Water is a natural resource, but it can be contaminated with bacteria, parasites, and other harmful organisms.
To avoid these hazards, water is purified to ensure it meets standards for human consumption. This includes removing undesirable chemicals, biological contaminants, suspended solids, and gases.
Water that is pumped from its source or directed into pipes or holding tanks goes through a series of steps in order to remove contaminants and make it safe for consumption. This process reduces the concentration of suspended particles, parasites, bacteria, viruses and toxic chemicals that may have accumulated in the water during its natural course.
Typically, this step is done in a water treatment plant and is required by the majority of countries to ensure the quality of the raw (source) water. The process includes screening which removes sticks, leaves and rubbish as well as a range of larger particles that may interfere with subsequent purification steps.
The residual clear water is filtered through a variety of sand, gravel, or charcoal filters which remove dissolved particles, parasites, bacteria, viruses, and toxic chemicals. The next step is disinfection which is accomplished by a variety of chemicals and procedures. The most commonly used method is chlorine which is added to the water in the final stage of the treatment process.
The installation of a water purification plant is an essential step to ensure that the quality of drinking water can be guaranteed and that it complies with government regulations. This process is based on filtration techniques such as osmosis and reverse osmosis, adsorption by powdered activated carbon and UV disinfection.
The first stage of the process involves removing large particles, such as sticks, leaves and rubbish, that might interfere with subsequent steps in the water treatment process. These particles can affect the colour, odour and taste of water.
Once the initial stages of the water purification process have been completed, various analyses are carried out in order to determine the effectiveness of the treatment. These tests include the concentration of organic and inorganic chemicals, microbial pathogens, radioactive materials and suspended and dissolved solids.
A water purification plant needs to be regularly maintained in order to ensure proper functioning and to prevent system damage. Running a water treatment plant without maintenance for a long time can cause sediment trapping, clogged filter beds, damaged cartridges and more.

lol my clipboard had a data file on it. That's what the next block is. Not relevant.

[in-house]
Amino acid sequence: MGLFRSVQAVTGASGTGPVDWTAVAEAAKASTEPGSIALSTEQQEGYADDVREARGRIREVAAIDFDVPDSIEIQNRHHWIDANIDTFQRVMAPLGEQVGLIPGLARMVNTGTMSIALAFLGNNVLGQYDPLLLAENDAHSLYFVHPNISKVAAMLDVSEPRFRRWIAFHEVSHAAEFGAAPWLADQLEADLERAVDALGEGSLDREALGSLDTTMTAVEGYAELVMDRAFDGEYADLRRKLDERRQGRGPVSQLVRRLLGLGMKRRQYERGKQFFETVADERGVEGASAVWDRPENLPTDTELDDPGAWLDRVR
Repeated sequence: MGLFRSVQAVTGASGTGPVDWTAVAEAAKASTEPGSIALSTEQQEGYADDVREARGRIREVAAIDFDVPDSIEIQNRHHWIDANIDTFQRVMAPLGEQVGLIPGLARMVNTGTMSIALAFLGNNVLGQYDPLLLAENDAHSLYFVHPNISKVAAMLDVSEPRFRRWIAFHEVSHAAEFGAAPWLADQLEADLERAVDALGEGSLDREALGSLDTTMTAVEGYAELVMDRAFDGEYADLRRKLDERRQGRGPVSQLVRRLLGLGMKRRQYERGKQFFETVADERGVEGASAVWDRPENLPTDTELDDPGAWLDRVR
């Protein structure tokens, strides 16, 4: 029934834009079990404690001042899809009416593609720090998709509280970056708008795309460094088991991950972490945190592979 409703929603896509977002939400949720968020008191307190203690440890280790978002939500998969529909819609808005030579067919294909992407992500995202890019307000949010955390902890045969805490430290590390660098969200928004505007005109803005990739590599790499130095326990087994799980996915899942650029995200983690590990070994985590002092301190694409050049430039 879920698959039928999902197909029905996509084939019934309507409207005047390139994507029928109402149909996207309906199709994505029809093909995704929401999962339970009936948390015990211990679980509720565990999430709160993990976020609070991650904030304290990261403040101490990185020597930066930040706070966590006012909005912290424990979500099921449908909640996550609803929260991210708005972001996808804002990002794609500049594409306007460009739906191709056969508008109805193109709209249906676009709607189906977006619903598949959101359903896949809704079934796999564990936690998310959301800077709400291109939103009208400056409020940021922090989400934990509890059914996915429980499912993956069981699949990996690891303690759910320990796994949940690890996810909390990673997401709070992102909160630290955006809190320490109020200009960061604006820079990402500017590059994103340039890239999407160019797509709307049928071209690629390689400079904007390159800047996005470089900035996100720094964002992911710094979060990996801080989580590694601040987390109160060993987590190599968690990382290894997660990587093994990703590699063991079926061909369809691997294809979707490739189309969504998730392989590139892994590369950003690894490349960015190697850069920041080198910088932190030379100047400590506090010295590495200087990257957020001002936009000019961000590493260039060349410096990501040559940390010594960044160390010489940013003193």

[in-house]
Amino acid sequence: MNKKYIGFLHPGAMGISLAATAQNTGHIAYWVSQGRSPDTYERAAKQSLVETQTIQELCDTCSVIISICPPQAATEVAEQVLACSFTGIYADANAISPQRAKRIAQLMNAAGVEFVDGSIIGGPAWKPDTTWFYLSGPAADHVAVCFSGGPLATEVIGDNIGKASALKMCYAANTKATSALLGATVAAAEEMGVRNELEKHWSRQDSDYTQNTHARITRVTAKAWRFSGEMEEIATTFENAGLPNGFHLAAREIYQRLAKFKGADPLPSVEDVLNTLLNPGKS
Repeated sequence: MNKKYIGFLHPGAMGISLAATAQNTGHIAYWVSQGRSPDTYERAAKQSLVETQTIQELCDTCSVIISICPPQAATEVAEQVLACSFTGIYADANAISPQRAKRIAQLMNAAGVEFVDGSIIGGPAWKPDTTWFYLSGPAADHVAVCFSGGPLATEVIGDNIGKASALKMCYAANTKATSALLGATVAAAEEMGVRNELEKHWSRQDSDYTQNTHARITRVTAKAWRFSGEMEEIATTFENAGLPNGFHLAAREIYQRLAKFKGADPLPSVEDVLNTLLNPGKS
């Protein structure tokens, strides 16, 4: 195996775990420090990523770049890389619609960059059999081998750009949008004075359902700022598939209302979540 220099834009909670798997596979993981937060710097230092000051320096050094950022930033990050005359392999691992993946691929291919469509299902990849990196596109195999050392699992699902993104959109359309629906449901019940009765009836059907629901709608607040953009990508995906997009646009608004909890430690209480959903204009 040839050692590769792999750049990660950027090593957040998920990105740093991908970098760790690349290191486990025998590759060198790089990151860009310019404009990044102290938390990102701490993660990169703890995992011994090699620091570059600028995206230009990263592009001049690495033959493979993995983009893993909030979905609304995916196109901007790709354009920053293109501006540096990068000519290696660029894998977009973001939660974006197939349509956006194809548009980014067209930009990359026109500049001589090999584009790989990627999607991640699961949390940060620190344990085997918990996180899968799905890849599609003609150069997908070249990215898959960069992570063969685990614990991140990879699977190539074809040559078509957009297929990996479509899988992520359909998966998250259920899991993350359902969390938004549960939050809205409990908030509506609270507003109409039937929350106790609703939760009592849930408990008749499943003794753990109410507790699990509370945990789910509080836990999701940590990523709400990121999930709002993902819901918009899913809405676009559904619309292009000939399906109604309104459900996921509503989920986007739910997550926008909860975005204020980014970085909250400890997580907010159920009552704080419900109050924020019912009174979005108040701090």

Keeping track of all maintenance activities and scheduling them for optimal equipment performance can help keep costs down over the life of your water purification plant. It also supports data-driven decision making, such as determining when equipment should be replaced instead of repaired.
The frequency of maintenance is based on the equipment type, location, operating hours, and expected life cycle. Scheduled maintenance includes inspections and tests performed on equipment at regular intervals. It also includes lubrication, vibration tests, and other minor routine maintenance tasks.
Water purification is the process of removing undesired chemical compounds, organic and inorganic materials, and biological contaminants from water. This includes the processes of distillation (the conversion of a liquid into vapour to condense it back into liquid form) and deionization (ion removal through the extraction of dissolved salts).
The operation of a water purification plant is controlled by devices known as programmable logic controllers that track over 1,500 signals or data points for optimized treatment. These PLCs are also networked together to monitor all of the different water treatment plants and to ensure proper operation and maintenance.
The water is pumped from its source into the purification plant where it passes through a chemical dosing chamber and an upflow clarifier before entering a filter gallery. The water is then treated with a series of chemicals, including lime and ferric sulfate to soften it and a primary coagulant such as aluminum sulfate and polymer to coagulate suspended solids.